Like I said at the start, this was a really boring final table. Bang, zoom, wham, biff, whap, and all those other words they used to use on the old Batman TV show when Adam West and Burt Ward were mixing it up with the Joker, the Riddler, and the Penguin, and somehow I expected some super-villains were about to join us, it was either that or jugglers and dancing bears.

No super villains appeared, but a super player departed. Cloutier, who had mostly been playing it cagey, stealing (?) $10,000 here and there but not getting involved too often, called Carson’s pre-flop $14,000 from the button, and then Carson moved $30,000 at the 6d-10c-4c flop. TJ came back over Carson for everything, a raise of probably $60,000, and Carson called. Q-Q for “Riddle me this” Carson, Ac-9c, the nut flush draw and an overcard for TJ, but the 3h-2h finish sent Cloutier out 7th, and reassembled Carson’s giant lead.

We lost Studer two hands later when, convinced by the last few hands that big pairs do stand up in this game, he re-raised Matt Lefkowitz’s $8,000 button raise for his last $17,000. Matt turned over Ac-3s, an attempted heist apparently foiled when Studer turned over Q-Q, but we returned to poker normalcy when the board came down 10-9-4-4-A

It only took a few more hands for Mike “If you think the Heisenberg Principle is uncertain, you should try to figure out where I am" Carson to eliminate another player. Mads Andersen, a Dane who hadn’t played many hands (ha, got you, you thought I was going to say “great,” didn’t you?), got all of his 34k in pre-flop with Carson, 4-4 for Mads (perhaps the best poker name I’ve ever seen, belong in the same company as football linebacker “Steve Smear”), K-K for Carson, and Mads exited gracefully. Sheesh, go and ruin a good nickname with gentlemanly behavior, why don’t you?

After staying seven-handed a long time, suddenly players were dropping like the Nasdaq on a day BOTH Microsoft and Cisco got bad news, and we were left with

Mike Carson, $314,000
Tony Ma, $114,000
Jack Ward, $113,000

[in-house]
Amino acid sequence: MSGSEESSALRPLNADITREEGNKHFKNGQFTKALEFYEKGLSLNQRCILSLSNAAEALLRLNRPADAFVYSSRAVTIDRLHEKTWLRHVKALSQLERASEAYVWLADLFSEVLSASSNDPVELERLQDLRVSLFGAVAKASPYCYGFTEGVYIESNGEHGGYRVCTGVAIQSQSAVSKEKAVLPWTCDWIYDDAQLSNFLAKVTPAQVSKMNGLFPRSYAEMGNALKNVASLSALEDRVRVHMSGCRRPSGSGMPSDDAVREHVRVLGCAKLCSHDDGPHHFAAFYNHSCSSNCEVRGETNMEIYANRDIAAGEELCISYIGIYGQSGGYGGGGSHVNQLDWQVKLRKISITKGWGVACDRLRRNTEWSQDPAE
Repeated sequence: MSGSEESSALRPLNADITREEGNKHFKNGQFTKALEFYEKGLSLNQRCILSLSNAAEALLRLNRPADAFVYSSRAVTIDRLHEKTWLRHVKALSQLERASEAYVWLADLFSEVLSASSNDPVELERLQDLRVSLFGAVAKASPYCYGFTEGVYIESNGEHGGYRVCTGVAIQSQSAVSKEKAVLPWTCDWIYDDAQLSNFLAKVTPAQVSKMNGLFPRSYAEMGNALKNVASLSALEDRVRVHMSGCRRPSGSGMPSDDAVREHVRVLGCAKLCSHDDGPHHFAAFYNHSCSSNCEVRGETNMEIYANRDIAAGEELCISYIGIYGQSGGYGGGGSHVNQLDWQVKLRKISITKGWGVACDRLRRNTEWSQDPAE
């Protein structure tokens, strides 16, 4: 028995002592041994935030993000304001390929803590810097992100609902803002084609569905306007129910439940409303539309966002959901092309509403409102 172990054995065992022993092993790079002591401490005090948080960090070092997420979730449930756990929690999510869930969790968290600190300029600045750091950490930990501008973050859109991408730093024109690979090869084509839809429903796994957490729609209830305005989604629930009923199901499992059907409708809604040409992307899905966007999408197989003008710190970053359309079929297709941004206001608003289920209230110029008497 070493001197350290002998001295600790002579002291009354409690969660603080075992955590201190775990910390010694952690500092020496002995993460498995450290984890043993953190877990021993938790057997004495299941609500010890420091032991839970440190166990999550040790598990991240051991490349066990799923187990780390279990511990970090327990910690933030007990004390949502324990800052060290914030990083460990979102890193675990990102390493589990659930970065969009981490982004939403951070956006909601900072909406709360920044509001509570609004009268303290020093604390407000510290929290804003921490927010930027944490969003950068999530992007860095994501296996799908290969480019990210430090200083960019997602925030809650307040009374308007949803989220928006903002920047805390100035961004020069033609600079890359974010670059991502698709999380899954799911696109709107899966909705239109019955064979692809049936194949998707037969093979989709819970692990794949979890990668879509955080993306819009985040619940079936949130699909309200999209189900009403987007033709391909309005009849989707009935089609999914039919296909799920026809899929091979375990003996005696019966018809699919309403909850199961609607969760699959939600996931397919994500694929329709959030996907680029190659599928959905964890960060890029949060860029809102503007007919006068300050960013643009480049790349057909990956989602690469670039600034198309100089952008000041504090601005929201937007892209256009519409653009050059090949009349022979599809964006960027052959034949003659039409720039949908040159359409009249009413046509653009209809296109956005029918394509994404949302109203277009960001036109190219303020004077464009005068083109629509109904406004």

Matt Lefkowitz, $60,000

Ma and Lefkowitz briefly broached the notion of a deal, but Ward quickly vetoed. “Let’s play it out,” he said, and negotiations ended, unfortunately for Lefkowitz, who had brilliantly tiptoed his way up the short stack ladder at this same table a year before and who had to be hoping for déjà vu all over again.

Carson brought the hand in for a $10,000 raise, Matt raised him back another $20,000, and Carson moved Matt’s last $30,000 in. As-Ks for Carson, Ad-Js for Lefkowitz. Nothing like some early action to get people to play with you when you finally start picking up hands. No accidents: 2-5-3-8-10, and we were three.

Ward, who had been so anti-deal four-handed, suddenly wanted to talk. He and Carson were nearing some sort of accord when Ma suddenly decided Ward wanted to give too much away to the leader, and said, “No, forget it, no deals, let’s play.”

One guess as to who went out next, and how fast. Right you are.

The blinds moved to $3,000-6,000, Carson raised it to $15,000 from the button, and Ma called from the small blind. The flop came down 4-5-8, Tony bet out $10,000, Carson raised $20,000, and Ma moved the rest of his $90,000 in. Carson called. K-8 for Carson, Q-8 for Tony, the board finished 10-A, and the deal rejecter had to settle for third.

Carson had about a $500,000-100,000 chip lead at this point, so big that nobody bothered talking deal, and a sort of peace fell over the room, kind of like a movie that doesn’t let you breath for 20 minutes finally gets to some small talk so the viewers can eat their popcorn. After a couple of hours of rock ‘em, sock ‘em, suddenly Carson and Ward were playing chess, and Ward was down about a rook and three pawns.